THE SMELL OF THE SHEEP – Reign of Christ, Proper 29, Year A; Christ the King, Year A (RC)

November 22, 2020

Revised Common Lectionary
Ezekiel 34:11-16, 20-24
Psalm 100 or Psalm 95:1-7a
Ephesians 1:15-23
Matthew 25:31-46

Lectionary for Mass (RC)
Ezekiel 34:11-12, 15-17
Psalm 23:1-2, 2-3, 5-6 (1)
1 Corinthians 15:20-26, 28
Matthew 25:31-46

During his first year in office, Pope Francis famously encouraged clergy to “be shepherds with the smell of the sheep.” As many churches celebrate the sovereignty of Christ on this last Sunday of the liturgical year, the Scripture readings mostly steer clear of regal images and instead portray God—and Jesus himself—as a shepherd.

Jesus proclaimed God’s realm as completely different from kingdoms and nation-states as we know them. In the reign of God, the “blessed” are not the rich, the powerful, or the influential, but the poor in spirit, the meek, the sorrowing, the peacemakers, those who hunger and thirst for justice. Little wonder that the ruler is portrayed as a shepherd, a leader who is unafraid of “the smell of the sheep,” one who is characterized by service rather than power.

In today’s reading from Ezekiel, we hear of a God who promises to seek out the sheep, rescue them, lead them into safe pastures, and feed them. The concern of the divine Shepherd is for the lost, the strayed, the injured, and the weak. Jesus raises the stakes in the story we hear from Matthew as he explicitly identifies himself with the lowly and marginalized: “Truly I tell you, just as you did it to one of the least of these who are members of my family, you did it to me” (Mt 25:40).

The parables that precede today’s Gospel text focus on how we are to live as we wait for the coming of God’s reign – as bridesmaids waiting patiently for the delayed bridegroom or servants who have been entrusted with wealth to invest. Today’s Gospel message is more concrete and so perhaps more challenging.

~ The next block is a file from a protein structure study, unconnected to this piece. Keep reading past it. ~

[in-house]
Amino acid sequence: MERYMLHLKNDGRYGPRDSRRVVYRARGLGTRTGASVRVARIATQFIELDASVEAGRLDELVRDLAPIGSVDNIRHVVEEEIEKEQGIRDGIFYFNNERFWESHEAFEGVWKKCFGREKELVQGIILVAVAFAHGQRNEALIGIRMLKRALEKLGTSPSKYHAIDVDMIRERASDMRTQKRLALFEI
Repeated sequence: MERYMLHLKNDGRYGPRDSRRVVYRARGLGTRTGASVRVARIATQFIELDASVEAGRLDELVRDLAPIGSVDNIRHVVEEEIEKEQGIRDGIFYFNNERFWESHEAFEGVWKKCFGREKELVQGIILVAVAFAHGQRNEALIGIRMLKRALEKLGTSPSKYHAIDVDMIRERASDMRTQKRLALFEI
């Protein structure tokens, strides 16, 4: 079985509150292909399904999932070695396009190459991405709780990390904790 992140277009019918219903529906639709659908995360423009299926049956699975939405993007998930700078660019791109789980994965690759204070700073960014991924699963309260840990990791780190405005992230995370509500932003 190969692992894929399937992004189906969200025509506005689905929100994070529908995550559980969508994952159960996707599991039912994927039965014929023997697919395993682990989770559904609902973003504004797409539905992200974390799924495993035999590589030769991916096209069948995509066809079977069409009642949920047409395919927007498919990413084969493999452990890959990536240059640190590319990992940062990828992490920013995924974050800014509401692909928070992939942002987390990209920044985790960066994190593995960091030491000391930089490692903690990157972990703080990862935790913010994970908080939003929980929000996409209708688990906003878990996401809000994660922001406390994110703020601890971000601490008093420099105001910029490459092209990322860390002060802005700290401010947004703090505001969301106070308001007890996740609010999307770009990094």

How often do we call on the sick in our neighborhood, feed the hungry we see on the street, welcome the immigrants in our communities, or show any concern for those in prison? How forcefully do we advocate and work for a society in which their needs are treated as a priority? Yet, Jesus tells us, these are the criteria for entrance into God’s reign – not church attendance, adherence to doctrine, or any other religious practice.

Faith is expressed less in credal formulations than in doing the will of God just as Jesus did as he healed the sick, drove out unclean spirits, welcomed tax collectors, and ate with sinners. Authentic religious practice must always be accompanied by “the smell of the sheep,” helping us follow the lead of the Shepherd in showing compassion and care for the least among us.

A Hymn for Today: “See My Hands and Feet, Says Jesus”

This hymn text by Mary Louise Bringle, FHS, reminds the singing community that while we encounter Christ in those we serve (second stanza), we are called also to reveal the presence of Christ and advance the coming of his reign by serving as he did.

Touch that soothes and heals the hurting,
Hands that break a loaf of bread,
Steps that walk beside the weary,
Bearing burdens in their stead:

See my hands and feet, says Jesus,
Love arisen from the grave,
Be my hands and feet, says Jesus,
Live as ones I died to save.

Feed the hungry, clothe the naked,
Visit ones in need of care,
Give the homeless warmth and shelter:
Christ will find a welcome there. Chorus

Love and serve without distinction
All earth’s people, first and least.
Know within each act of kindness
Hope and wholeness are increased. Chorus

Hands that beckon little children,
Bind a wound, prepare a meal,
Feet that rush to share good tidings,
Christ arisen, still reveal. Chorus

Text: Mary Louise Bringle, b. 1953, © 2002, GIA Publications, Inc. Used by permission.

Image Credit: The Good Shepherd, Julien Dupre, 1851-1910

“Word and Song: A Lectionary Reflection” is written by the Executive Director of The Hymn Society, Rev. Dr. Mike McMahon. For his full bio, click here and scroll down to the “staff” section.